Brazil’s Bolsa Familia: Nigeria rolls out its 1st social welfare program


Nigeria is rolling out its first national social-welfare program modeled partly on Brazil’s Bolsa Familia in a bid to boost a weak economy and curb poverty by giving cash to its poorest citizens and ensuring their children go to school.

The government of Africa’s most populous nation is investing 500 billion naira ($1.6 billion) in the initiative this year and is talking to the World Bank about a $500 million loan, Minister of State for Budget and National Planning Zainab Ahmed said in an interview in the capital, Abuja. Launched in December, the program is initially targeting about 1 million households starting in eight of Nigeria’s 36 states. The government hopes reducing poverty will have a knock-on effect for the rest of the economy, she said.

“It increases money in the hands of people,” Ahmed said. “It means they are contributing towards consumption and an increase in consumption is desirable because it now encourages producers to produce more and as producers produce more it means they are able to employ more people.”

As in Brazil, Nigeria’s plan requires cash-transfer beneficiaries to fulfill two conditions: keep their children in school and immunize them. It also includes providing school meals, short-term job training for graduates, below market-rate loans to 1.6 million potential entrepreneurs, grants for science and technology students and low-cost housing. President Muhammad Buhari’s administration seems committed to make it a success, said Esili Eigbe, head of Nigeria Equities at Exotix Partners LLP.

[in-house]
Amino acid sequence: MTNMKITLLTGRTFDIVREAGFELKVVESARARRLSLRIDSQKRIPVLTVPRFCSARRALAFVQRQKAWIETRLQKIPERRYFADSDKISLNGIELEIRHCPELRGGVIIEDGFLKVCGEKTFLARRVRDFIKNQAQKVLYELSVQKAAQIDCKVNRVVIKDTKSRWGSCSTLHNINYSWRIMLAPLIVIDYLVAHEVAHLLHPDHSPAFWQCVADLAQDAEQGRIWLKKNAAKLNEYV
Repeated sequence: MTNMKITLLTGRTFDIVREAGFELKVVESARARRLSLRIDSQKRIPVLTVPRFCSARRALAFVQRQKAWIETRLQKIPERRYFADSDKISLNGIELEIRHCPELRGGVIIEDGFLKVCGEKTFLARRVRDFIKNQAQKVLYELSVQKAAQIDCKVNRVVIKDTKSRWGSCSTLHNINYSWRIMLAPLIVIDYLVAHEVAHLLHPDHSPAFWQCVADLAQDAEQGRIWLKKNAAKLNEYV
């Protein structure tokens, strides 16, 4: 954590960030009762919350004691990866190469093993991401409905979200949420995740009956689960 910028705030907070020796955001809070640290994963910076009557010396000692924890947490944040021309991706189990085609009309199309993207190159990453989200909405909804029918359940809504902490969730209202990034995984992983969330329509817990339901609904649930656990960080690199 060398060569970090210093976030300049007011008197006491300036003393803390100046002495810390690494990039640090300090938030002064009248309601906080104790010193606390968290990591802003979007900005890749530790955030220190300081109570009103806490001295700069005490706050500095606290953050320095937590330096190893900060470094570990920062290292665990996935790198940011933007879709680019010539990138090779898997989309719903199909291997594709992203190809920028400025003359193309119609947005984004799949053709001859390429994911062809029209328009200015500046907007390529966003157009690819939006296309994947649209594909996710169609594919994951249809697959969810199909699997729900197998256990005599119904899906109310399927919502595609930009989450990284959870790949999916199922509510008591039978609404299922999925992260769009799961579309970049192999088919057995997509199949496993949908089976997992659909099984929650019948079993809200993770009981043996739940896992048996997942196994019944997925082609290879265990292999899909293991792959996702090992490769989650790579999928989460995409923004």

“Other administrations tried to do this before, but not with the kind of determination of Buhari’s administration,” Eigbe said by phone from the commercial capital, Lagos. “The enormous political will and a strong partner in the World Bank shows their determination to do it.”

The program is still in its infancy compared to similar schemes in countries such as Brazil, which started Bolsa Familia in 2003 and will probably increase its social security budget to 83.3 billion reais ($25.3 billion) this year, according to the Planning and Budget Ministry. South Africa, with a population about a third of Nigeria’s 180 million people, plans to spend about 180 billion rand ($13.8 billion) on social assistance.

Nigeria’s drive to set up a social welfare program comes at a time of economic strain, and analysts such as Magnus Kpakol, director at Abuja-based consultancy Economic and Business Strategies, doubt whether the country can afford it now.

Tight Money

“I am afraid that a day will come, they will strand these people,” said Kpakol, who a decade ago led a welfare pilot program featuring the nation’s first conditional cash transfers. “They will just raise their hands and surrender and say we don’t have the money.”

The decline in production and price of oil, Nigeria’s biggest export, crippled West Africa’s largest economy, which shrank 1.6 percent in 2016, the first full-year contraction since 1991. Dollar shortages pushed the inflation rate to the highest in more than a decade in January.